By Mike Dorf
Yesterday was Constitution Day. Under a federal law that was the brainchild of Senator Robert Byrd and which became effective in 2005, all educational institutions receiving federal funds were required to hold events promoting understanding of the Constitution. At Cornell Law School, we had two panel discussions commemorating the 225th anniversary of the signing of the Constitution. As one would expect in a university setting, the discussion included considerable criticism of the Constitution and various interpretations of it--thus demonstrating the foolishness of the underlying law, or perhaps demonstrating its unintentional wisdom.
But is Constitution Day itself unconstitutional, as Kent Greenfield argued last year in the New York Times? Greenfield suggested that by threatening to withhold federal funds from educational institutions that do not celebrate Constitution Day, the law was an unconstitutional condition on the academic freedom, and thus the free speech rights, of those institutions. As Lyle Denniston explained, however, the notoriously slippery unconstitutional conditions doctrine may or may not condemn Constitution Day.
Here I want to pursue another possibility--which was jokingly raised by Jamal Greene at the Cornell event yesterday but which strikes me as serious: In light of the 7-2 ruling of the Supreme Court on the Spending Clause aspect of the Health Care Case, maybe Constitution Day is unconstitutional because it falls outside of the affirmative powers of Congress, quite apart from the First Amendment.
At least as applied to private institutions, there is an initial question of whether the Court's Spending Clause doctrines are even relevant. All of the contemporary cases involving challenges to Congress's Spending Clause power involve conditions attached to money given to states. Further, as the Court explains those limits in the Health Care Case, they backstop the further federalism principle that Congress may not "commandeer" the States by requiring them to regulate private actors. When conditional spending becomes "coercive," however, Congress has crossed the line into commandeering. The anti-commandeering doctrine is about preserving state sovereignty, and so it has not been applied to laws that commandeer private parties, but the 5-4 ruling on the Commerce Clause aspect of the Health Care Case could be thought to endorse a theory advanced by Randy Barnett, under which Congress is forbidden from commandeering "the People" as well as the states. Accordingly, we might plausibly think that conditional spending in the form of grants to private actors is also forbidden when the conditions cross the line into coercion.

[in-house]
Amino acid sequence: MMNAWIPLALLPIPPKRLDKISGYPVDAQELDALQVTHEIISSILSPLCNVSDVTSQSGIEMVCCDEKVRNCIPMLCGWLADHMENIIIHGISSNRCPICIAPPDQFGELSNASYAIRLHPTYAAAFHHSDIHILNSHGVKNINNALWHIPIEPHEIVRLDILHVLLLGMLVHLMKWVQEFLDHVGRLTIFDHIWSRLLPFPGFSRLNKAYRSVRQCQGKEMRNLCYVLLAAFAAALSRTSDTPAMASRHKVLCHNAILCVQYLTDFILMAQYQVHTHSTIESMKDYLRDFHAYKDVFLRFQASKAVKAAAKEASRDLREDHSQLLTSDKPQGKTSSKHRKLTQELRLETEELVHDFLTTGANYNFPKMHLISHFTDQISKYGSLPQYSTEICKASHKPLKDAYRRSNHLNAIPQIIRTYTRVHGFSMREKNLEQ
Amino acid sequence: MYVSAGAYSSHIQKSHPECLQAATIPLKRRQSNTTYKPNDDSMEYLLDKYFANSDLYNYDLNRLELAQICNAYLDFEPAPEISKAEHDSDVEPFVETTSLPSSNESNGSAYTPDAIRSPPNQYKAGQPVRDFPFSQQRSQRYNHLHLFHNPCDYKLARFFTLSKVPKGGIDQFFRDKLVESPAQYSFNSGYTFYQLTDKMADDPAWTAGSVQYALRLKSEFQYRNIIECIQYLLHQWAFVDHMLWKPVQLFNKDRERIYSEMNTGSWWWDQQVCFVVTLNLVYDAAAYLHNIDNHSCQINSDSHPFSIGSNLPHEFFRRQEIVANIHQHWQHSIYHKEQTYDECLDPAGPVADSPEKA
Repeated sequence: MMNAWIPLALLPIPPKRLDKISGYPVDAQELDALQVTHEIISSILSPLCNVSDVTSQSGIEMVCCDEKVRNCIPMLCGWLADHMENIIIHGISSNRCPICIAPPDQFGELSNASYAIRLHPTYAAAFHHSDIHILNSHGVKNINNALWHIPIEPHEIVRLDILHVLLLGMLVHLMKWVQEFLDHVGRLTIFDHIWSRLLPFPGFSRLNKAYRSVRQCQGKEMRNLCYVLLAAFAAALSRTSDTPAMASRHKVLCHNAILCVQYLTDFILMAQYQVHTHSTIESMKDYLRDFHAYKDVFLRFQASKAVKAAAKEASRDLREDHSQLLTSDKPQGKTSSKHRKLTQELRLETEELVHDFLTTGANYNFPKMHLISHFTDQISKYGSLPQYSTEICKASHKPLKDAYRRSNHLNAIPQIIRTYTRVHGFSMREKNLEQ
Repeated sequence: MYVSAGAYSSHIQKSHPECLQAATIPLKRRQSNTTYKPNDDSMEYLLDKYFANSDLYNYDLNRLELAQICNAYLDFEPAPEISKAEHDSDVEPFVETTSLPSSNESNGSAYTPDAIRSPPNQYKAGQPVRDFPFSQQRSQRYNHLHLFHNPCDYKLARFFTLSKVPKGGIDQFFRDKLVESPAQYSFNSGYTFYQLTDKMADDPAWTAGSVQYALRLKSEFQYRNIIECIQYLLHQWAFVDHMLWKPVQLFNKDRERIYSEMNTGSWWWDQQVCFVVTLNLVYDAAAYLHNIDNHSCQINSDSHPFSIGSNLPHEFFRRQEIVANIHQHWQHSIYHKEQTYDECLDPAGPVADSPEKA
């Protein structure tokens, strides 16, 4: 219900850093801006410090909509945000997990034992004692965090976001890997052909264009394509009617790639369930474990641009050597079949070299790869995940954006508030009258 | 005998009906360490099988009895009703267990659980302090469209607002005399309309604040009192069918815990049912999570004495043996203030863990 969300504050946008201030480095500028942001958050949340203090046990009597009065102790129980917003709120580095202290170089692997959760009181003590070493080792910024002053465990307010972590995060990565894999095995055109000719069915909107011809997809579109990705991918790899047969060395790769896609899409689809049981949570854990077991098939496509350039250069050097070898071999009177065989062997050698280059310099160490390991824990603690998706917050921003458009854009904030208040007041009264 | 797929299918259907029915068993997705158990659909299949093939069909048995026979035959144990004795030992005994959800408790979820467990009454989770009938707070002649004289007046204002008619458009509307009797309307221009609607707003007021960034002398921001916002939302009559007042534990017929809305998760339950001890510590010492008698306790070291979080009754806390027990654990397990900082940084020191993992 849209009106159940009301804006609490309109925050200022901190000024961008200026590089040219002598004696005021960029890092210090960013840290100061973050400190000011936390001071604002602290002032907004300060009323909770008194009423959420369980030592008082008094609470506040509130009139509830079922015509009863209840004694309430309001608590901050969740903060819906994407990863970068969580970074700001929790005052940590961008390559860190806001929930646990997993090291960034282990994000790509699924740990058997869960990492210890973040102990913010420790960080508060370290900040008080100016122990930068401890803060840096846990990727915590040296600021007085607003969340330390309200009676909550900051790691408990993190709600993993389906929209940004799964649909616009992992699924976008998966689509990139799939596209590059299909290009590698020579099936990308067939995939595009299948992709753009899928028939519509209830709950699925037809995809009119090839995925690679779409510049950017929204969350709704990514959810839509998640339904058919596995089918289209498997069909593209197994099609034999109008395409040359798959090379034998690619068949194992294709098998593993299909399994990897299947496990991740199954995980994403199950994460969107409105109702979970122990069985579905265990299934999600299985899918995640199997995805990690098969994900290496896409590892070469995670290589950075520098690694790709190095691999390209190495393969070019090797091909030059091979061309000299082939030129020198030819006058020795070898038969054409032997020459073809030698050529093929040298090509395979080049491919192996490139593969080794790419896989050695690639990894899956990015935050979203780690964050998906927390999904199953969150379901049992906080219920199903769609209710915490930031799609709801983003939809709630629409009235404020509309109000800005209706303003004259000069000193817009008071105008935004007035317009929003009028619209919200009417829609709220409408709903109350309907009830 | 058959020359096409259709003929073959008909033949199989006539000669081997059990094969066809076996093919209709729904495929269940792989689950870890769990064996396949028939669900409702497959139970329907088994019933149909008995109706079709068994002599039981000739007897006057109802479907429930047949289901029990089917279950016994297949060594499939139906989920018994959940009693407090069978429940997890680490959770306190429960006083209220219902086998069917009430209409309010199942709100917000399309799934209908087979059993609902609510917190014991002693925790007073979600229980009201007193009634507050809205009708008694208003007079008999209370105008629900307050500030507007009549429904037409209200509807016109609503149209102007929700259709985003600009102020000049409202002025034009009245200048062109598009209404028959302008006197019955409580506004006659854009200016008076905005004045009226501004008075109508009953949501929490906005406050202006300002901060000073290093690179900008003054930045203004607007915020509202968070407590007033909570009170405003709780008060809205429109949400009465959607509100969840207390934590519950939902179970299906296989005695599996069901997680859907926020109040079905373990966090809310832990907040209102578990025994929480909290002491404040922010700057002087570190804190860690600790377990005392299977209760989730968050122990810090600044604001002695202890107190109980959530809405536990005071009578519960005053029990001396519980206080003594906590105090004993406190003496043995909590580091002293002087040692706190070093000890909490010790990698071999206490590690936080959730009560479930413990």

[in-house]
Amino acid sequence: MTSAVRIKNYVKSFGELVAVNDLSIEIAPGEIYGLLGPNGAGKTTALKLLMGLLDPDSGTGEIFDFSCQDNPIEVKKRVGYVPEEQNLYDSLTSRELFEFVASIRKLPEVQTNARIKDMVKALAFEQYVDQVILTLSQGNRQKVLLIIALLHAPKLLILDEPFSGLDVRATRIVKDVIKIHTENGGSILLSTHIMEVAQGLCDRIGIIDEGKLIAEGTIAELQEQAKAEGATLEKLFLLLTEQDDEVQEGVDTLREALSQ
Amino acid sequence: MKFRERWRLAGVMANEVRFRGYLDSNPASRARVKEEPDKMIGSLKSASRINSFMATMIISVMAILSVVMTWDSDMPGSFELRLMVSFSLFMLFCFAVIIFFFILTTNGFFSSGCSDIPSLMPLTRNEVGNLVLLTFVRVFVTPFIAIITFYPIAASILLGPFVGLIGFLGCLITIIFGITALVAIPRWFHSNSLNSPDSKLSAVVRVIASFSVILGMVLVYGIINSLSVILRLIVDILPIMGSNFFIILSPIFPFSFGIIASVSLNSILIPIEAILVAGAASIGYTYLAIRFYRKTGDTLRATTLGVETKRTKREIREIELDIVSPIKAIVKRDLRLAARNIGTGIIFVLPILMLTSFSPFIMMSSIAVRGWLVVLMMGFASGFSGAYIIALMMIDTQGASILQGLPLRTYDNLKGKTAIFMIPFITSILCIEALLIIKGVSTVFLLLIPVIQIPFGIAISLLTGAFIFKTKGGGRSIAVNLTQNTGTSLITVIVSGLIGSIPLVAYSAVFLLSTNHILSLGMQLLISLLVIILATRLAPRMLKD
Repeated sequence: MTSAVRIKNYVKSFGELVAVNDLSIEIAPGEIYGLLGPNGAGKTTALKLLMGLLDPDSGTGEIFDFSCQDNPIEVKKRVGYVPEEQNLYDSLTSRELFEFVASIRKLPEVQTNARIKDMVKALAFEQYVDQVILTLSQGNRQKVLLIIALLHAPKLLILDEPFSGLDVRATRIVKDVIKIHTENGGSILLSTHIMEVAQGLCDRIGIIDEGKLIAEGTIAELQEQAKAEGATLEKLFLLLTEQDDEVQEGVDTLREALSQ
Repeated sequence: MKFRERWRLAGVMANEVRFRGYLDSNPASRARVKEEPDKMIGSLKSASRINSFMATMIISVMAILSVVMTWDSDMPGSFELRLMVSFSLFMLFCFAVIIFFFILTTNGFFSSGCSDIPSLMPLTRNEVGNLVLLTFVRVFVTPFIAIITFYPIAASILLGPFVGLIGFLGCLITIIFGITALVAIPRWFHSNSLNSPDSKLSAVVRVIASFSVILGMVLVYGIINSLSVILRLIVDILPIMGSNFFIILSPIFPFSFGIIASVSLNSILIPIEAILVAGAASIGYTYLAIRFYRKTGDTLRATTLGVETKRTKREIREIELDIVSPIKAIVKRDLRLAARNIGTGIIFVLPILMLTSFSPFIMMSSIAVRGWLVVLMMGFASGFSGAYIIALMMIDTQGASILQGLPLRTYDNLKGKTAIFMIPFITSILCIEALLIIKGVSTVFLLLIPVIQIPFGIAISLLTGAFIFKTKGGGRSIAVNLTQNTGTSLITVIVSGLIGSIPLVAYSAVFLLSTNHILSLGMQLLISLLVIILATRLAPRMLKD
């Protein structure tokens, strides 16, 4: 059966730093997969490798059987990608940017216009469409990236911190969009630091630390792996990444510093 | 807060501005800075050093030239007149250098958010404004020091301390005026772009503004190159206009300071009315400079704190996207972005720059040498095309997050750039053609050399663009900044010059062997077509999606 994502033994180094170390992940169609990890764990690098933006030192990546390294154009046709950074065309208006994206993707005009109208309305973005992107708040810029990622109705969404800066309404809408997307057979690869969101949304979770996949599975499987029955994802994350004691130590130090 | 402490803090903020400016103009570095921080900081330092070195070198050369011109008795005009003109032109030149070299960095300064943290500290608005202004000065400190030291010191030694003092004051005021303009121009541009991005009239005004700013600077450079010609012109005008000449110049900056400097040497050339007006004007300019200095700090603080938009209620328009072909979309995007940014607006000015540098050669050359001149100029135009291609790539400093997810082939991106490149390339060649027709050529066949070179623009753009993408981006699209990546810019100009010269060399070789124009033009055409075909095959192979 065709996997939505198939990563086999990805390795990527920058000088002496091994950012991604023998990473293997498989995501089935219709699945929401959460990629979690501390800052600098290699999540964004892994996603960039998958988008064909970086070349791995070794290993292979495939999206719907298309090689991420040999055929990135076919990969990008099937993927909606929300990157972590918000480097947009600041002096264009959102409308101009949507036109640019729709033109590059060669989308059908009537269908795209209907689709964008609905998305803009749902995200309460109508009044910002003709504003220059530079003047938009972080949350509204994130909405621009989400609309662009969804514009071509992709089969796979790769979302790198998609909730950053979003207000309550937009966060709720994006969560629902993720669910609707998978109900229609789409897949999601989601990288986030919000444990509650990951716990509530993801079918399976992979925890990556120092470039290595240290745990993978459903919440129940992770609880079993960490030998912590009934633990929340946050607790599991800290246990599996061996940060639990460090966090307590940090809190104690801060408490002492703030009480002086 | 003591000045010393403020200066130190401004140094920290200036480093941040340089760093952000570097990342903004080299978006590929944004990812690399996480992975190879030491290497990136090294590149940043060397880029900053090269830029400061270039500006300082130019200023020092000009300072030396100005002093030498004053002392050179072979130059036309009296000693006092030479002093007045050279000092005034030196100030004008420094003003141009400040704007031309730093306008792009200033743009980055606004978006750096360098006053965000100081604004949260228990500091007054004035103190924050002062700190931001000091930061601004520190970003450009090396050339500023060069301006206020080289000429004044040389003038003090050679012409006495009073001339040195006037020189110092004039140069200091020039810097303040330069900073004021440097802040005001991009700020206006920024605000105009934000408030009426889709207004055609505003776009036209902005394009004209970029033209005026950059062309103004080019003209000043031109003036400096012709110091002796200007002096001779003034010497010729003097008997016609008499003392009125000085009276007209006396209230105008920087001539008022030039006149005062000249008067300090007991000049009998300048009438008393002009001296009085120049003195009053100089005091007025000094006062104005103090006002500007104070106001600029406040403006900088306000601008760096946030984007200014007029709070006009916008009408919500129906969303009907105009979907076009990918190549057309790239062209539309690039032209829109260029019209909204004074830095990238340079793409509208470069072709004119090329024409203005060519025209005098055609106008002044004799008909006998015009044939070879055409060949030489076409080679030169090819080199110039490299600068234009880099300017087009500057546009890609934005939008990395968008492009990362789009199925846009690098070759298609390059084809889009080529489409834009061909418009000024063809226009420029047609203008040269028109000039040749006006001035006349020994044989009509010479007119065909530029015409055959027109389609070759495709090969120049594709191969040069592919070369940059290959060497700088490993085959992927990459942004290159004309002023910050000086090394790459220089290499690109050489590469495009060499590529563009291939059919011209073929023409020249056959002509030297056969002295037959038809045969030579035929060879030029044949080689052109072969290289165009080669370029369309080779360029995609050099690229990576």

In any event, even if the Spending Clause doctrine does not apply to private universities, it does apply to state universities. Thus, it's worth asking whether the law establishing Constitution Day can survive a challenge under the Spending Clause, because such a challenge would be viable for at least some universities.
How viable? Well, as in the Health Care Case, so too under the Constitution Day law, a university that fails to hold Constitution Day ceremonies could lose all of its federal funding. Moreover, the Constitution Day law, like the invalidated Medicaid provision, applies to "pre-existing" funding, rather than just to "new" funding. Thus, prima facie, one could see Constitution Day running afoul of the newly rigorous Spending Clause test.
Pointing in the opposite direction are two important factors: 1) There is no enforcement mechanism by which institutions that fail to hold the required festivities will actually lose their federal money; and 2) Although federal aid to higher education is substantial, it is not quite on the same scale as Medicaid funding, which accounts for over 20% of the average State's budget.
In my judgment, that's probably enough to put the Constitution Day law on the permissible side of the divide between inducement and coercion. But we will need to see quite a few more Spending Clause challenges to discover exactly where that line falls.